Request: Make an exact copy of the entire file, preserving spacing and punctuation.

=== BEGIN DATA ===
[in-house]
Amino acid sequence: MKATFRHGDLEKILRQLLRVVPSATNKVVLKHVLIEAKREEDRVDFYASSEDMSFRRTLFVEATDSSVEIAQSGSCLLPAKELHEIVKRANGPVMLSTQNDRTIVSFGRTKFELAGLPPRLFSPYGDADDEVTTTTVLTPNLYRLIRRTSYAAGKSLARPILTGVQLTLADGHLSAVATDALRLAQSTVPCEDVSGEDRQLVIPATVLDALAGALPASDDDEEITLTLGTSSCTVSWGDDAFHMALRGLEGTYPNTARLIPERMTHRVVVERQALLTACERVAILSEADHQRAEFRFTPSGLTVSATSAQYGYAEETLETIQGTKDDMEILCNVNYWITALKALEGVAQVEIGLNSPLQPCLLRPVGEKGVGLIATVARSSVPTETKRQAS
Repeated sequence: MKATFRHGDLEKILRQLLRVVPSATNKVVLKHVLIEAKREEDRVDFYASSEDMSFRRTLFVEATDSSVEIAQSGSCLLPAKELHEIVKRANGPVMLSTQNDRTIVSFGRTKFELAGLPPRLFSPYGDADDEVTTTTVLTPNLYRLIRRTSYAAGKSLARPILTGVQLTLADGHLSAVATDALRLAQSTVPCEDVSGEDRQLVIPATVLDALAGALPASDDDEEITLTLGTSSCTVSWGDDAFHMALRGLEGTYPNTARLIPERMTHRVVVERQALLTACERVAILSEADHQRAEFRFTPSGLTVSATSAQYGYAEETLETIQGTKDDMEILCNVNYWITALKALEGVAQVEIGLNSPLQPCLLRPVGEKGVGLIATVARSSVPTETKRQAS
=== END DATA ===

[in-house]
Amino acid sequence: MKATFRHGDLEKILRQLLRVVPSATNKVVLKHVLIEAKREEDRVDFYASSEDMSFRRTLFVEATDSSVEIAQSGSCLLPAKELHEIVKRANGPVMLSTQNDRTIVSFGRTKFELAGLPPRLFSPYGDADDEVTTTTVLTPNLYRLIRRTSYAAGKSLARPILTGVQLTLADGHLSAVATDALRLAQSTVPCEDVSGEDRQLVIPATVLDALAGALPASDDDEEITLTLGTSSCTVSWGDDAFHMALRGLEGTYPNTARLIPERMTHRVVVERQALLTACERVAILSEADHQRAEFRFTPSGLTVSATSAQYGYAEETLETIQGTKDDMEILCNVNYWITALKALEGVAQVEIGLNSPLQPCLLRPVGEKGVGLIATVARSSVPTETKRQAS
Repeated sequence: MKATFRHGDLEKILRQLLRVVPSATNKVVLKHVLIEAKREEDRVDFYASSEDMSFRRTLFVEATDSSVEIAQSGSCLLPAKELHEIVKRANGPVMLSTQNDRTIVSFGRTKFELAGLPPRLFSPYGDADDEVTTTTVLTPNLYRLIRRTSYAAGKSLARPILTGVQLTLADGHLSAVATDALRLAQSTVPCEDVSGEDRQLVIPATVLDALAGALPASDDDEEITLTLGTSSCTVSWGDDAFHMALRGLEGTYPNTARLIPERMTHRVVVERQALLTACERVAILSEADHQRAEFRFTPSGLTVSATSAQYGYAEETLETIQGTKDDMEILCNVNYWITALKALEGVAQVEIGLNSPLQPCLLRPVGEKGVGLIATVARSSVPTETKRQAS